I’m Reuben Stanton. This is an intermittent blog of relatively random things: thoughts about technology, reflections on my life and work, and some historical stuff.

My ‘real’ website is here, and I tweet intermittently @absent

Monthly Archives: February 2014

Cameras I own: Pentax K10 D

Part five in a series. Read parts four, three, two and one.

On top of the Mori Art Museum, Tokyo

Climbing Mount Takao

This camera is a beast. I bought it because I wanted a real SLR again (my last film SLR, a Pentax MZ50, had been stolen years earlier). It was a big step in my move to digital photography, the other digital cameras that I’d owned up to that point were all travel cameras, point and shoot. This is a “prosumer” camera: interchangeable lenses, RAW, fully manual modes. It’s big. It’s noisy too. It wasn’t until I used a friend’s Canon a few months later that I realised just how loud the shutter on the Pentax was. And it was my companion.

Looking back through the photos, I can attach this camera to two major points in my life: the first is 6 months living in Tokyo, the other is a trip with my sister to India and Nepal in 2008.

* * * *

Hanami in Saitama

In a bar in Shibuya, Tokyo

While in Japan I carried this camera everywhere, despite it’s weight and bulk. Although I had my Hexar with me, and bought the Yashica while I was there, the Pentax was the camera I used to document my life. In the bars I frequented in Asagaya I became recognised as the strange foreigner with the camera (to the point that when I left Japan, one of the bartenders gave me a t-shirt with a camera on it as a going away gift).

One of the major selling points for the Pentax over Nikon or Canon (apart from the price) was the lens: a lovely, small, 50mm 1.4. It was perfect for shooting at night in the lights of Tokyo, and gave the camera a very low profile which made it great for street photography.

The Pentax was reasonably versatile (interchangeable lenses will do that). While in Japan I had two lenses (the aforementioned 50mm 1.4 auto, and a manual 28mm 2.8), once back in Australia I was lucky enough to win a photography competition with one of my Yashica photos and won a Tamron 18-250 lens that I took with me to India, along with the 50mm. My sister had a Pentax too, so we shared lenses, carrying one each.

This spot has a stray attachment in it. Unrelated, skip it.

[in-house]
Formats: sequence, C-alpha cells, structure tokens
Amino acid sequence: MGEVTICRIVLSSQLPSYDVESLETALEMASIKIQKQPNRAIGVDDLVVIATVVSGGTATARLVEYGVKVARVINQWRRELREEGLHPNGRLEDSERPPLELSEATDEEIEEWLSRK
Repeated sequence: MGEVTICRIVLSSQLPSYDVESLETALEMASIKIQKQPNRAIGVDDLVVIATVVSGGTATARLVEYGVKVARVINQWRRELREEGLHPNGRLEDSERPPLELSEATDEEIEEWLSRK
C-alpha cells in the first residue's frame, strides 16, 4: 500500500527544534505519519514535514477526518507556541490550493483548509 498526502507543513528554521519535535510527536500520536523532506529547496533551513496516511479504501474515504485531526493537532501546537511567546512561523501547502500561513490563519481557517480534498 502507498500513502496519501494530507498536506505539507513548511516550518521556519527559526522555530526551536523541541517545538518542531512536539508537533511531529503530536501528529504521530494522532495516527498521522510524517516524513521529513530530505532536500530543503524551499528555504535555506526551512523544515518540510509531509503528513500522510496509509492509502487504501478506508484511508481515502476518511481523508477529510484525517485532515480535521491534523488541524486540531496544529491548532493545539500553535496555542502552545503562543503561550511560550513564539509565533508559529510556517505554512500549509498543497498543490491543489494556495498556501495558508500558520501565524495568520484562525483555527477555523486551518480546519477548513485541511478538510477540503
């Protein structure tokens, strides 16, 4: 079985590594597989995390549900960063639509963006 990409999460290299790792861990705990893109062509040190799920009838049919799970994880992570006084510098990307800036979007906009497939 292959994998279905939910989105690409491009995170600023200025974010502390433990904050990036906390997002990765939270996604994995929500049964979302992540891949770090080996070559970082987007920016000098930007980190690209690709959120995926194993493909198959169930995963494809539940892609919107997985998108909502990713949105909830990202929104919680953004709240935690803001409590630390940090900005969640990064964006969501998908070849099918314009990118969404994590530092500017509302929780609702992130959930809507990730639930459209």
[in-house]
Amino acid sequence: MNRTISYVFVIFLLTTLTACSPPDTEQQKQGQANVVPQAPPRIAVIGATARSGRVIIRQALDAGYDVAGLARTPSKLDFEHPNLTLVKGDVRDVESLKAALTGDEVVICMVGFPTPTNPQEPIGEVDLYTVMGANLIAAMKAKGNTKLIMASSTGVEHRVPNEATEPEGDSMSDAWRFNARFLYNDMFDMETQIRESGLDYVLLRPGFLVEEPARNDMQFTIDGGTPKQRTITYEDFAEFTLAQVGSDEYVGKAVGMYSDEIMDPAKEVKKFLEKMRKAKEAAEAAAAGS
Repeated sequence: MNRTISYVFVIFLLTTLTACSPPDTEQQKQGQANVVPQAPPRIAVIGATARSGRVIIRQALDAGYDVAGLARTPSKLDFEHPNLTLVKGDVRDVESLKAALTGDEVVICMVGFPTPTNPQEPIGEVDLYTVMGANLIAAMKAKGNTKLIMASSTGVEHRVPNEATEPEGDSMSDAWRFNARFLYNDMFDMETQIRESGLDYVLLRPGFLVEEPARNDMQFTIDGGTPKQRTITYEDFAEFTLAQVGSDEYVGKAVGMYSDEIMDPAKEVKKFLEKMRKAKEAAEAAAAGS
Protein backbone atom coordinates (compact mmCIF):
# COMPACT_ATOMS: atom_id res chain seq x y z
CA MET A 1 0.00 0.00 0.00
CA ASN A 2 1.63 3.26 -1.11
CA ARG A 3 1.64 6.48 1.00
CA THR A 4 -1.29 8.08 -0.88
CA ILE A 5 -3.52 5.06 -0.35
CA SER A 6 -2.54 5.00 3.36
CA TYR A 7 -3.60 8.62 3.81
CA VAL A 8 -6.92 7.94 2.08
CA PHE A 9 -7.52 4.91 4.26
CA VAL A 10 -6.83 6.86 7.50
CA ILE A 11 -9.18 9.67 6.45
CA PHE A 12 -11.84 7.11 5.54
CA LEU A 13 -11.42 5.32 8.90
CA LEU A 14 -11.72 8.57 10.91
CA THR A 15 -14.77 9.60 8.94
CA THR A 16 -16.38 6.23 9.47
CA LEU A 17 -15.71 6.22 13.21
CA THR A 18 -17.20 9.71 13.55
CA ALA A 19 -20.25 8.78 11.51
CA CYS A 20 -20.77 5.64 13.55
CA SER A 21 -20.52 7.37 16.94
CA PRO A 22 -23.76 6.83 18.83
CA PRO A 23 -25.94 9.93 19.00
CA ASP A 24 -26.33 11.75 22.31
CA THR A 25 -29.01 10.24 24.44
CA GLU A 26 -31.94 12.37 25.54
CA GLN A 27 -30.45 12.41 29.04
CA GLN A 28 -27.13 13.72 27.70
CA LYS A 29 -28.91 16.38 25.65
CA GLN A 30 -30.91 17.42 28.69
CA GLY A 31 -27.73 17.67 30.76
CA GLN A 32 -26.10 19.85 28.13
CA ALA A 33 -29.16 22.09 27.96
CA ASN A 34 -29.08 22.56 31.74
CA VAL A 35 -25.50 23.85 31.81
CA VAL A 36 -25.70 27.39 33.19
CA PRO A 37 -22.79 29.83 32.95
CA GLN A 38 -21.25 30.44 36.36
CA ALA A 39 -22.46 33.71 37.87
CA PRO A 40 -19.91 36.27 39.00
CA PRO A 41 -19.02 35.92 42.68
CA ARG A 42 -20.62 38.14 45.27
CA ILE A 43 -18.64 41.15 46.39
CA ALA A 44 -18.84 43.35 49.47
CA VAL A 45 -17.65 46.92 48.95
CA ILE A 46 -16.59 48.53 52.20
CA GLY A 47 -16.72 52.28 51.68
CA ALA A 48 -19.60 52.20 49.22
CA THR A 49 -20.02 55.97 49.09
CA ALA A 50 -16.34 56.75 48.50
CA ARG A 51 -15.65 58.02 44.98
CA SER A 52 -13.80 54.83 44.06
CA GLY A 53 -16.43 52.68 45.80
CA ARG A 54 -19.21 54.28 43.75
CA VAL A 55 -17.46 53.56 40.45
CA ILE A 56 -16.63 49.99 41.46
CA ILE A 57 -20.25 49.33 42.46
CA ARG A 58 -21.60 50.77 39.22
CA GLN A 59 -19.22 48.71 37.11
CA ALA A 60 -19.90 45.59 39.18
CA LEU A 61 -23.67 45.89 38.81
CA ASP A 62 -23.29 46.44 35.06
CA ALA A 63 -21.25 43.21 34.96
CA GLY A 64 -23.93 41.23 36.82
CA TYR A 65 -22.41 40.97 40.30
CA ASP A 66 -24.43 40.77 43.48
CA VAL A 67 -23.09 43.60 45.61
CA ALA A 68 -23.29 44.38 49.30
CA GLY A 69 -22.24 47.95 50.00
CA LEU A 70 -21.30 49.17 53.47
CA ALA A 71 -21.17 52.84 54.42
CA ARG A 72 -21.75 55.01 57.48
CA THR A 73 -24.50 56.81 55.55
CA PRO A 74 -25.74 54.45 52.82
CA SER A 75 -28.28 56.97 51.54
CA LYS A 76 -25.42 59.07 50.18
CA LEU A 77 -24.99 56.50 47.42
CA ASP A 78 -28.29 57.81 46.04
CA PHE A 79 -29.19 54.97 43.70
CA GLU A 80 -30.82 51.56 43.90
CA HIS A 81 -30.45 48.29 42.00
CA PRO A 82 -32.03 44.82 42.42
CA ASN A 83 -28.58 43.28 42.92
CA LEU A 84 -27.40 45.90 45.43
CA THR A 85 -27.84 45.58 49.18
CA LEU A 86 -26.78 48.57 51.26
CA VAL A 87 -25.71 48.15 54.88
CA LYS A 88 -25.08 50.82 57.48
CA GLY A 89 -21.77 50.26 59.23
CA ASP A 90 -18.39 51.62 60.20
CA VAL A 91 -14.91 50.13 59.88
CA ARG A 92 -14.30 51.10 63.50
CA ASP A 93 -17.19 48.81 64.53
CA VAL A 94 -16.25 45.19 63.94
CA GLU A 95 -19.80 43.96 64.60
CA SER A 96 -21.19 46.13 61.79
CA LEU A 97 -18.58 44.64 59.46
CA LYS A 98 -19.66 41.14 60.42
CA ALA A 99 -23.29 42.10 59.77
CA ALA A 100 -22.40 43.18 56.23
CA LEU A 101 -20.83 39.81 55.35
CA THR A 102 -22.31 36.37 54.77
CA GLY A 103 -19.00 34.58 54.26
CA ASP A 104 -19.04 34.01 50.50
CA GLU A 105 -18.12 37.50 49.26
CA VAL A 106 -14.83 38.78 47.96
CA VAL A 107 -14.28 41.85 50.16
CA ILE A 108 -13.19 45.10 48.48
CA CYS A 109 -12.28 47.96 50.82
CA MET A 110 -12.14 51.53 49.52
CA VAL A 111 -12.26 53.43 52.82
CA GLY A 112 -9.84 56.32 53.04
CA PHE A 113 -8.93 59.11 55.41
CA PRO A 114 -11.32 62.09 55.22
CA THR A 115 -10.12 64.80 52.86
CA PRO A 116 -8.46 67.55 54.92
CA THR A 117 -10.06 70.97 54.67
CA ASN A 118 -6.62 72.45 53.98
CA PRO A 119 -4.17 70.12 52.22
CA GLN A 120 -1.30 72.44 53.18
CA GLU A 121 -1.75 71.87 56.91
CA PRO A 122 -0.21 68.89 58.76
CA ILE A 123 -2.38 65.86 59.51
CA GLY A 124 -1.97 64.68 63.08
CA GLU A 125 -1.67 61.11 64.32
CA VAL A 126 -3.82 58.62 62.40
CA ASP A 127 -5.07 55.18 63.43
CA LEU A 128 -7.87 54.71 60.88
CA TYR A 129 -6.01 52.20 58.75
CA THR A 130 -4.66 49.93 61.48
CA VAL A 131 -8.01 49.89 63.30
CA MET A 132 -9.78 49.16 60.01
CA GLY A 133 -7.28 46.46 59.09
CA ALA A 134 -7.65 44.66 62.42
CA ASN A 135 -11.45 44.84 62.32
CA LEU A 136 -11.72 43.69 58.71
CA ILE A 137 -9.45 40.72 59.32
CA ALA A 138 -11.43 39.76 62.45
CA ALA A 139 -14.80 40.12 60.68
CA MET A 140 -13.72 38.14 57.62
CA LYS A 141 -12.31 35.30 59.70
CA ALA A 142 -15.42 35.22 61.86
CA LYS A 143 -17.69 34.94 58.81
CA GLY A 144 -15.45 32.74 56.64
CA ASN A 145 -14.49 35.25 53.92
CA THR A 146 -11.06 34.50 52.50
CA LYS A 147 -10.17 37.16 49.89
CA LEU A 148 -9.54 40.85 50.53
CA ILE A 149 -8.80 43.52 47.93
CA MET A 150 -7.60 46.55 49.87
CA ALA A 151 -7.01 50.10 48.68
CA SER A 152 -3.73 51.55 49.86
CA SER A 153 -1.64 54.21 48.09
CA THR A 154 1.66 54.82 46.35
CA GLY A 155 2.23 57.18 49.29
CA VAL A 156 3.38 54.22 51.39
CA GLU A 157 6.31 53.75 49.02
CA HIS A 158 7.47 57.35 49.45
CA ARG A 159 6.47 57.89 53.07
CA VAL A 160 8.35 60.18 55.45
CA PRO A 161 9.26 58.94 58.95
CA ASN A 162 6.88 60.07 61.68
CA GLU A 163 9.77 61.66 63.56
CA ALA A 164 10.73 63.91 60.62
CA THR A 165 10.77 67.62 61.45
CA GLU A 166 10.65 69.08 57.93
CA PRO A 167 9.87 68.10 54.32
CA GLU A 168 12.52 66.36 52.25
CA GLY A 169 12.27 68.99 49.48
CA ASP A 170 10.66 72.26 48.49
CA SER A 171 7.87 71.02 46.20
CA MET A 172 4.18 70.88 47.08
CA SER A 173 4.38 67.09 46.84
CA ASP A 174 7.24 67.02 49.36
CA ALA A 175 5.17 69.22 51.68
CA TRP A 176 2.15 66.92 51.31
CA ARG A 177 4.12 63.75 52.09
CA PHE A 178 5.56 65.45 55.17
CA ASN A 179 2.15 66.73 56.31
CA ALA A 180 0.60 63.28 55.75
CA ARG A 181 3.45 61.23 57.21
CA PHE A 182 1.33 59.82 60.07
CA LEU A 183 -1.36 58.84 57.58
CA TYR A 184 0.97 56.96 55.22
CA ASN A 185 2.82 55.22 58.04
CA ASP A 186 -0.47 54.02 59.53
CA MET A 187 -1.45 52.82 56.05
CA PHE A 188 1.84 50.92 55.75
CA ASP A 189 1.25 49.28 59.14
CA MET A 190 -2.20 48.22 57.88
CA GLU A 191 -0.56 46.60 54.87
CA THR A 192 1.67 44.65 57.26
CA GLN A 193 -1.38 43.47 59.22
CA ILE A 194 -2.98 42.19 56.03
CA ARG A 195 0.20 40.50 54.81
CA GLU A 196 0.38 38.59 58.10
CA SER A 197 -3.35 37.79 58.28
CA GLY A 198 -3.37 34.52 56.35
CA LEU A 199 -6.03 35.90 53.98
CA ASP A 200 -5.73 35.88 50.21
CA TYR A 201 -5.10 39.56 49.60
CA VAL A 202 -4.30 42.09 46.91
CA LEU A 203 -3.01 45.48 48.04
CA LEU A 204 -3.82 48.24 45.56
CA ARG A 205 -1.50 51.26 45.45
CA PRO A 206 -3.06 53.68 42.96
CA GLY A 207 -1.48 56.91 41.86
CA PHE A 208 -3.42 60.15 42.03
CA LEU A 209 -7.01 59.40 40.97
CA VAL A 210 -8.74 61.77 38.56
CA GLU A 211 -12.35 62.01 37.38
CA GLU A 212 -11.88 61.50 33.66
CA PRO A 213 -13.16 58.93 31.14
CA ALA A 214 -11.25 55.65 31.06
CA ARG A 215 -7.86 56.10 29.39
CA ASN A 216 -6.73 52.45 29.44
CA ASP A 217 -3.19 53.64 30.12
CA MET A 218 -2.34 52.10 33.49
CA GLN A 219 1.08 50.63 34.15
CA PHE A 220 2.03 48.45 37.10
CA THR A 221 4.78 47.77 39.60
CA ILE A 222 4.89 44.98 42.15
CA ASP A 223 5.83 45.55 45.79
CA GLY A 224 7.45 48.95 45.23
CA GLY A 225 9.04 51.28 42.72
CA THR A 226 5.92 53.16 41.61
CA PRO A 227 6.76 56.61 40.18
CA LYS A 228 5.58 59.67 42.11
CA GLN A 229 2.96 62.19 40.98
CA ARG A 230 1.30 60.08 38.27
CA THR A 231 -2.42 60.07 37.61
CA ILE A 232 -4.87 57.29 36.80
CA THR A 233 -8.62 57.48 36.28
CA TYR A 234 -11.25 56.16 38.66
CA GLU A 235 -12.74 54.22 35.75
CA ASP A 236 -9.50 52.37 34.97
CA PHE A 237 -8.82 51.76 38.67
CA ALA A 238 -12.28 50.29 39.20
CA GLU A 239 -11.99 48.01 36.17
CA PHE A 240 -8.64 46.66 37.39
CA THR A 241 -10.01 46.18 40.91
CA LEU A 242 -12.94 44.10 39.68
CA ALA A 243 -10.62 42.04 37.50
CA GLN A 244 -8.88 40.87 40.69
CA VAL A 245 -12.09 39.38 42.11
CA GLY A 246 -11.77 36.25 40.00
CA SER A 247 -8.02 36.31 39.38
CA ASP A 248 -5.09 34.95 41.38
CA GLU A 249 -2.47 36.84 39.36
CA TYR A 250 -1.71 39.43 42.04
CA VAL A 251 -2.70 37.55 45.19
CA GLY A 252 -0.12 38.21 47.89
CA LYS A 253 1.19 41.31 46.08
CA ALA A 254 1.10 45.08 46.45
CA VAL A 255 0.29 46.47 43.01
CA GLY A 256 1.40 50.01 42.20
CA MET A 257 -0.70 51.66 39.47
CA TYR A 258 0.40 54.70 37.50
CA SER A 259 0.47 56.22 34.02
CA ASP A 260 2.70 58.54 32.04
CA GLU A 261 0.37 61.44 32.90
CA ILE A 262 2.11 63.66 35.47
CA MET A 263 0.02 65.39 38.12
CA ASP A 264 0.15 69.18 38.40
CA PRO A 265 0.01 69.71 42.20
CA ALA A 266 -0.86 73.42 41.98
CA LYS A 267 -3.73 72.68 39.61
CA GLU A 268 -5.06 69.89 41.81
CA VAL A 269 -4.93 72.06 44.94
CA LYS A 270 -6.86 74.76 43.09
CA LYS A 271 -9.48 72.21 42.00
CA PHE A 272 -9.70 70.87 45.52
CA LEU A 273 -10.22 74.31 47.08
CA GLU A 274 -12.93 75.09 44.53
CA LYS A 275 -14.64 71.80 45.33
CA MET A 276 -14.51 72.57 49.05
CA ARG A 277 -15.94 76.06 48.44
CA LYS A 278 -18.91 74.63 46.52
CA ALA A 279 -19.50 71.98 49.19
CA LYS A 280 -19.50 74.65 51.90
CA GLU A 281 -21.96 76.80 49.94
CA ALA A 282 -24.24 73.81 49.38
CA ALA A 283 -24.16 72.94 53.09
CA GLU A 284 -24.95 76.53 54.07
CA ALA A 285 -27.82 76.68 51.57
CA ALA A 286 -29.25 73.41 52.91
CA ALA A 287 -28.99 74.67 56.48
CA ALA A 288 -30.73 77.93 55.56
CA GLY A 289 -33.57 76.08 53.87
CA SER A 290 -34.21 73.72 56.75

* * * *

Gosaikunda pass, Nepal

Chamki, Nepal

Somewhere near the Taj Mahal

Although its been almost four years now, I’m yet to go through all my India and Nepal photos. I’ve printed a few of them, but I took thousands (part of the danger of digital photography). The camera has some fond memories attached to it: surviving the Mumbai bombings (we were stuck in a hotel across from the Mumbai hospital), being accosted by small children in Tirivunamulai (who all insisted that we take photos of them, their families, their houses), the frozen lakes and bright yellow hand-painted signs high up in the Himalayas, the Taj Mahal totally hidden by fog.

I barely use the Pentax anymore. It’s too big, heavy and noisy for the kind of photography that I find myself doing now. I do pull it out occasionally when I want to do some more “pro” photography than my Lumix GF-1 can handle.

* * * *

It’s funny how you attach memories to objects. I didn’t realise until I started writing this post just how many important memories are associated with this particular camera, how I remember the events through its lens.

“You don’t need a methodology”

This would have to be some of the best and (in some ways) oddest advice about doing PhD study that I’ve yet heard.

It comes from Margot Brereton, and was part of some of the wonderful feedback that I received at this years doctoral consortium at OzCHI 2011. (And this is certainly not to discount the excellent and insightful advice from Gerhard Fischer 1, Lian Loke 2, and Toni Robertson 3.)

Ok, so. You don’t need a methodology. What does this mean?

The way I understood it is this: To do research, you need a question, and way of getting data to respond to that question. You then need a way of analysing that data to answer your question. Your question drives your methods. Your methods for data collection and your methods for data analysis are different.

Once you have some data you can begin to ask yourself: what does your data tell you about your question? This is an iterative process: a PhD is about question reframing in response to you data.

But you don’t start with methodology. What you need is a good question.


  1. “if you do not like what you are are doing then it is a bad idea” 
  2. “treat a PhD like an apprenticeship: find a good supervisor” 
  3. “The PhD is the side effect of the person you become”